A New Study on the Behaviour of Hoarded Cats

| June 30, 2022

We’ve all heard stories about animal hoarders living with more than the typical number of pets in conditions that do not meet minimum requirements for care.   

Have you ever wondered how the animal’s welfare would be affected once they’re removed from their hoarding situation?    

Animal hoarding leads to prolonged and severe emotional and physical suffering. Cats are often the main species involved yet there were no published studies on how hoarding affects their behaviour and their prospects for successful adoption – until now!  

A New Study has been Published

Toronto Humane Society’s Dr. Linda Jacobson, Dr. Jacklyn Ellis, and Jade Kyrsten Janke, along with Dr. Jolene Giacinti from U of Guelph and Dr. Jyothi Robertson from JVT Strategies, had the first article on this subject accepted for publication in the Journal of Feline Medicine and Surgery.  To read “Behavior and adoptability of hoarded cats admitted to an animal shelter” in full, click here.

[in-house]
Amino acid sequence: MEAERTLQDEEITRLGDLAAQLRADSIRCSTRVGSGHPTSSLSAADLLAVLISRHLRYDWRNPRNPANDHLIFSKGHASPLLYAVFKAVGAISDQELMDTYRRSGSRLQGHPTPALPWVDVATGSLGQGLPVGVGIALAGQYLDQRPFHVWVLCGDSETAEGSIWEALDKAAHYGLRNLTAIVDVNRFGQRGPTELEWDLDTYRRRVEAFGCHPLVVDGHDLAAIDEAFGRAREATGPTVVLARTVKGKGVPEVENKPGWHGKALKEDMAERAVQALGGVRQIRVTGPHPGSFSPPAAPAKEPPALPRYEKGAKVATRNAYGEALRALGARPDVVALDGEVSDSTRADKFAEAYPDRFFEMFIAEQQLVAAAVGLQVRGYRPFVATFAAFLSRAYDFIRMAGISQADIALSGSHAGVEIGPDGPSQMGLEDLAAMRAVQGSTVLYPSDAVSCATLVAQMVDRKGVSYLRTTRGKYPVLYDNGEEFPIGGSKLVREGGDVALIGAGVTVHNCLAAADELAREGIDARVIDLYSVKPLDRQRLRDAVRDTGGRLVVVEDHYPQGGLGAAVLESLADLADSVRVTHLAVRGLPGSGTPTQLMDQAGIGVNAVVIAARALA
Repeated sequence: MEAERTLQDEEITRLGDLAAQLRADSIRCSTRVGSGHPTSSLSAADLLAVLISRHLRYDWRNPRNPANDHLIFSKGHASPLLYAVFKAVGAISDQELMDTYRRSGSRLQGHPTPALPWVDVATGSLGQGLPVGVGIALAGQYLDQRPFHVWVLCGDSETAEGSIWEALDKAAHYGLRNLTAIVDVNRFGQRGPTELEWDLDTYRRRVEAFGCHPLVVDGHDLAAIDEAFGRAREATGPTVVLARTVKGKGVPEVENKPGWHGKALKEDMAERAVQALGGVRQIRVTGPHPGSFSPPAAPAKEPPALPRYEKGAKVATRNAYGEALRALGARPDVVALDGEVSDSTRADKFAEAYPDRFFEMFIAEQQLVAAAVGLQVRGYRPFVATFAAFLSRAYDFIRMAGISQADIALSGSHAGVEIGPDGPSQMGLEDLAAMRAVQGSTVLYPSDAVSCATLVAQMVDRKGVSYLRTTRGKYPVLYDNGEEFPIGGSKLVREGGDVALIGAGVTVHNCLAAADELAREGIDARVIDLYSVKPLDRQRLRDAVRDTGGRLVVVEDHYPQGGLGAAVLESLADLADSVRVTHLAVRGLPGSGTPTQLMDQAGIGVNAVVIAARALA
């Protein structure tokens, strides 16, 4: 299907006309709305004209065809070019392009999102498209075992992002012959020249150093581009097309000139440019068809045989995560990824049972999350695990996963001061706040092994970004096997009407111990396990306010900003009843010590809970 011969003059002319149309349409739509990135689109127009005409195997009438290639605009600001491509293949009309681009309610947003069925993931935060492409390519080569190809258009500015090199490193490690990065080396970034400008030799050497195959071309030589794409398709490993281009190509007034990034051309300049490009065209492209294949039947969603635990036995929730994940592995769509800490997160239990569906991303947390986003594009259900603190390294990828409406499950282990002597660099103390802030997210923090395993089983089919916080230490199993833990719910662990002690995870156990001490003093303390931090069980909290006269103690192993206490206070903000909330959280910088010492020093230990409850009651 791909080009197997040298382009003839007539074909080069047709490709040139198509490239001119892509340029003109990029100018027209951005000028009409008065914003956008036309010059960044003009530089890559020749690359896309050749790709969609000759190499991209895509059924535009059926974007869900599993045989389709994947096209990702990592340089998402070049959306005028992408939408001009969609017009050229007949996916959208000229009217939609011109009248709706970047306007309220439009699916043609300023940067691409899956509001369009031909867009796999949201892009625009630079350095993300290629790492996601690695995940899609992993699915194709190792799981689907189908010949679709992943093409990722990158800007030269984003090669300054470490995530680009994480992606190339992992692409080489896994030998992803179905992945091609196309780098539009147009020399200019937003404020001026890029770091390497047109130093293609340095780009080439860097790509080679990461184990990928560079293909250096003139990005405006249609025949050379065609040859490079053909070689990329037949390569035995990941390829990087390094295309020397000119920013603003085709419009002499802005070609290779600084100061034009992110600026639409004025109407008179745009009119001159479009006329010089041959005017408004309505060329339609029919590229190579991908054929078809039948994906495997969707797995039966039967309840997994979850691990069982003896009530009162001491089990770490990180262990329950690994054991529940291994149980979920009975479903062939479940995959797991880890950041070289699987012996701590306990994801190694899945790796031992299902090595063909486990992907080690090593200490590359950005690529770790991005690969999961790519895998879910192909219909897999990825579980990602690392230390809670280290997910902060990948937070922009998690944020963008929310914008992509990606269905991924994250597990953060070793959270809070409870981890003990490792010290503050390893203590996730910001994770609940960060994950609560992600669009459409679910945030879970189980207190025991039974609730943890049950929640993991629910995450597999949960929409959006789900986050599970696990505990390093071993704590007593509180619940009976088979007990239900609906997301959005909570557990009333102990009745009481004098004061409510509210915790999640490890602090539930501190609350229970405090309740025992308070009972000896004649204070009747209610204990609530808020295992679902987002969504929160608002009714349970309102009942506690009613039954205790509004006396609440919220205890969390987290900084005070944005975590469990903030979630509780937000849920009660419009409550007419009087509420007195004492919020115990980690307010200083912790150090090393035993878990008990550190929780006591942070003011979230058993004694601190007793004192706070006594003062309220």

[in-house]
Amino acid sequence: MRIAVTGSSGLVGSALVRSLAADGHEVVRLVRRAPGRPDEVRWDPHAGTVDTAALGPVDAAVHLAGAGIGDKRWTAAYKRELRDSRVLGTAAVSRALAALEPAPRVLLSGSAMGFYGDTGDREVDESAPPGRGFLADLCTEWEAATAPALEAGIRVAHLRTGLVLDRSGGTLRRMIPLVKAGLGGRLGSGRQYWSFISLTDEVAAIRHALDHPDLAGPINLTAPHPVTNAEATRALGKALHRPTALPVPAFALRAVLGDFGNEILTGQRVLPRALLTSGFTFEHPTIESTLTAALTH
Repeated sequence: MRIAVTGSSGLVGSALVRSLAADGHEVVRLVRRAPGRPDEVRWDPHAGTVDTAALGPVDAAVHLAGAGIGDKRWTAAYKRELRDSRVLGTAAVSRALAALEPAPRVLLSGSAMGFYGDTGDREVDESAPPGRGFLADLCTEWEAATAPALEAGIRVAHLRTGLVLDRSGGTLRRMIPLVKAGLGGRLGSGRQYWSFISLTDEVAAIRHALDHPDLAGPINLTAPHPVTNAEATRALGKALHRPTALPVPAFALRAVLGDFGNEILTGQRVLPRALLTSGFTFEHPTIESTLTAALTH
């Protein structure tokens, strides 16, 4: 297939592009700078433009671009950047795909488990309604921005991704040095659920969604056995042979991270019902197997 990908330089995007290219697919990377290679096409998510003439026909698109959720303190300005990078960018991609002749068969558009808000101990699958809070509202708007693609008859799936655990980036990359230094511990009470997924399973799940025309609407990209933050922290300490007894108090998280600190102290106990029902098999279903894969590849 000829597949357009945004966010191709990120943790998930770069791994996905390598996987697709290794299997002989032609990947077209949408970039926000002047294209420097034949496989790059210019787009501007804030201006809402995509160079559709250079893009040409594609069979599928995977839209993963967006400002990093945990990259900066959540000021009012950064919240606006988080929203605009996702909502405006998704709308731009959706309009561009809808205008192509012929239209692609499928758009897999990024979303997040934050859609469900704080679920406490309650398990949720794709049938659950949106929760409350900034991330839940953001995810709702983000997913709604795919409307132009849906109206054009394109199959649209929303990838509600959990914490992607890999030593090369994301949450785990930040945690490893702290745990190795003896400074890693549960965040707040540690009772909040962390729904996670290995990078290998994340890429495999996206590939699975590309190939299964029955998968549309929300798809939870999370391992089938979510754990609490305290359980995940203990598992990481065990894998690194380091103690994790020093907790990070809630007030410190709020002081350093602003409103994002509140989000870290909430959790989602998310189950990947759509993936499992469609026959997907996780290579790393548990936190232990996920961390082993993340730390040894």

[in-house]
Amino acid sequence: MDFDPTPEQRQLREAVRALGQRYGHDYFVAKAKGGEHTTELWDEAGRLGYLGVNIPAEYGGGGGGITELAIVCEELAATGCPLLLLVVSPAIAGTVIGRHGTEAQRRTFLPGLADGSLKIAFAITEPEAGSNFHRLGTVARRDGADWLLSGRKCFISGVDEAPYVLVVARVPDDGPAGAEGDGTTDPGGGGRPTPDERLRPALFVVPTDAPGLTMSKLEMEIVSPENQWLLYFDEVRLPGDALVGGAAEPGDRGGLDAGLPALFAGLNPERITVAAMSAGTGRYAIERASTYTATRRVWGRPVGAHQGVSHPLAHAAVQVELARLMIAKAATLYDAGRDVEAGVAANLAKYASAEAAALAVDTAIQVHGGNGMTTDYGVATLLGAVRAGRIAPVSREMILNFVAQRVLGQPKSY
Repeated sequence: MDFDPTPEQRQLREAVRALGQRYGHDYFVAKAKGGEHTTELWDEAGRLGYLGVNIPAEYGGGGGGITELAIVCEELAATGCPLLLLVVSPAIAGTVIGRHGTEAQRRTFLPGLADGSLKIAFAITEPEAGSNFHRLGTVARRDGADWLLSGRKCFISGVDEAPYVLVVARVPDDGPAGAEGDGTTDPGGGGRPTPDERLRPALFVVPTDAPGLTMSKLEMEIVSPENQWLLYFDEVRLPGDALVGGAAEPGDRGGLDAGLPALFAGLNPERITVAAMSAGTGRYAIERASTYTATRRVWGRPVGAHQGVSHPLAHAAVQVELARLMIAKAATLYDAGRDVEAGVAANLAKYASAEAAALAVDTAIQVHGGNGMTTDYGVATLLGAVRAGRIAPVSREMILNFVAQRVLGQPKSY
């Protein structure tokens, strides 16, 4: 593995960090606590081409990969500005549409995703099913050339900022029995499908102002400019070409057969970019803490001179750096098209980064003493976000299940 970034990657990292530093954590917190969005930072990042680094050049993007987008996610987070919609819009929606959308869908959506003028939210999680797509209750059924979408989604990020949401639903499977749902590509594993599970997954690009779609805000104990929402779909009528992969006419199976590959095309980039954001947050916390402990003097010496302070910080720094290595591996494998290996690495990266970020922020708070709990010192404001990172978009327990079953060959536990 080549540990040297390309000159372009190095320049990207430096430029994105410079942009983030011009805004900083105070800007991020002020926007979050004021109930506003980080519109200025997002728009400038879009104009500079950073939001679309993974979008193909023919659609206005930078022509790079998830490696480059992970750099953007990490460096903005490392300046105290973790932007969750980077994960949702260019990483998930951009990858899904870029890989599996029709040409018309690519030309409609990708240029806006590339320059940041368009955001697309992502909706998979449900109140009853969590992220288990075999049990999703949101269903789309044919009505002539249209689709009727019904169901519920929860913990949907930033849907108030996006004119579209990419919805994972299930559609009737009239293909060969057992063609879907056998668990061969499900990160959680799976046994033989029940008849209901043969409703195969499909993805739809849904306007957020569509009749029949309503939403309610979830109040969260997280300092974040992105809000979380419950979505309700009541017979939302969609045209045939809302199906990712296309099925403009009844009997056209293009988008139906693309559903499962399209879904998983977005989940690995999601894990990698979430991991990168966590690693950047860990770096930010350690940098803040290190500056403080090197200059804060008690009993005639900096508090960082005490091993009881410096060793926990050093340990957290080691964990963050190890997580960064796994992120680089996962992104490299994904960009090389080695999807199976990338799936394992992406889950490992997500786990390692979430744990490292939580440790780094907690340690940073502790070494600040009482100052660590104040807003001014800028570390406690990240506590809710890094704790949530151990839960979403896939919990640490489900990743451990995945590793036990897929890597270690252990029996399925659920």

The Study’s Main Findings

– Previously hoarded cats showed a range of levels of socialization, but most were socialized and able to be adopted into conventional homes   

– Adopters overwhelmingly expressed positive feelings about their adopted cats   

– Return adoption rates were no different than rates of non-hoarded cats   

– Very few hoarded cats had any issues using the litter box both in the shelter and in their new homes    

A Recommendation for Shelters and Adopters

The study also recommends that shelters and adopters wait at least a few days before making any decisions based on the cats’ behaviour. Moving into an unfamiliar environment is typically stressful for any cat. Give them time to decompress and adjust and with the right support, flourish into well-rounded feline companions.